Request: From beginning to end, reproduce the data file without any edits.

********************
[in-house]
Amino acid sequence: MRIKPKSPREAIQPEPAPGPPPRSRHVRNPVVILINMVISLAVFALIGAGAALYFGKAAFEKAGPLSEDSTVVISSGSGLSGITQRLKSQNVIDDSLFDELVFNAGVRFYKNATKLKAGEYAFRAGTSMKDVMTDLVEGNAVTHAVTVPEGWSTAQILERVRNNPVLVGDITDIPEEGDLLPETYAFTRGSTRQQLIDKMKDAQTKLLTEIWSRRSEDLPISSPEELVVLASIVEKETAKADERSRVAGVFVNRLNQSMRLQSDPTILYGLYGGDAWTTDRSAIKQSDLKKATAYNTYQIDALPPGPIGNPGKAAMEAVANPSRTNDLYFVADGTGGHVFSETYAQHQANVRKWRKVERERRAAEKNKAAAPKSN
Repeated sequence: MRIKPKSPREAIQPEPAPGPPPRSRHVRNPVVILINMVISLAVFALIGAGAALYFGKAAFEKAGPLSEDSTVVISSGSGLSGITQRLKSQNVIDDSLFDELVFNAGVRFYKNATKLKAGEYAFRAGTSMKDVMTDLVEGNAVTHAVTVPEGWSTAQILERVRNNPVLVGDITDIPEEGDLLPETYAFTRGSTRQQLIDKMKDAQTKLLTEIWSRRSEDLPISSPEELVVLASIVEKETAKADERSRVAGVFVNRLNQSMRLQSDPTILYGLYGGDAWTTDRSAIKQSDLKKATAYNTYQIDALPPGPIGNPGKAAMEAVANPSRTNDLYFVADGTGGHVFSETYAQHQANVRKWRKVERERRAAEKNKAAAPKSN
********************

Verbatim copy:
[in-house]
Amino acid sequence: MRIKPKSPREAIQPEPAPGPPPRSRHVRNPVVILINMVISLAVFALIGAGAALYFGKAAFEKAGPLSEDSTVVISSGSGLSGITQRLKSQNVIDDSLFDELVFNAGVRFYKNATKLKAGEYAFRAGTSMKDVMTDLVEGNAVTHAVTVPEGWSTAQILERVRNNPVLVGDITDIPEEGDLLPETYAFTRGSTRQQLIDKMKDAQTKLLTEIWSRRSEDLPISSPEELVVLASIVEKETAKADERSRVAGVFVNRLNQSMRLQSDPTILYGLYGGDAWTTDRSAIKQSDLKKATAYNTYQIDALPPGPIGNPGKAAMEAVANPSRTNDLYFVADGTGGHVFSETYAQHQANVRKWRKVERERRAAEKNKAAAPKSN
Repeated sequence: MRIKPKSPREAIQPEPAPGPPPRSRHVRNPVVILINMVISLAVFALIGAGAALYFGKAAFEKAGPLSEDSTVVISSGSGLSGITQRLKSQNVIDDSLFDELVFNAGVRFYKNATKLKAGEYAFRAGTSMKDVMTDLVEGNAVTHAVTVPEGWSTAQILERVRNNPVLVGDITDIPEEGDLLPETYAFTRGSTRQQLIDKMKDAQTKLLTEIWSRRSEDLPISSPEELVVLASIVEKETAKADERSRVAGVFVNRLNQSMRLQSDPTILYGLYGGDAWTTDRSAIKQSDLKKATAYNTYQIDALPPGPIGNPGKAAMEAVANPSRTNDLYFVADGTGGHVFSETYAQHQANVRKWRKVERERRAAEKNKAAAPKSN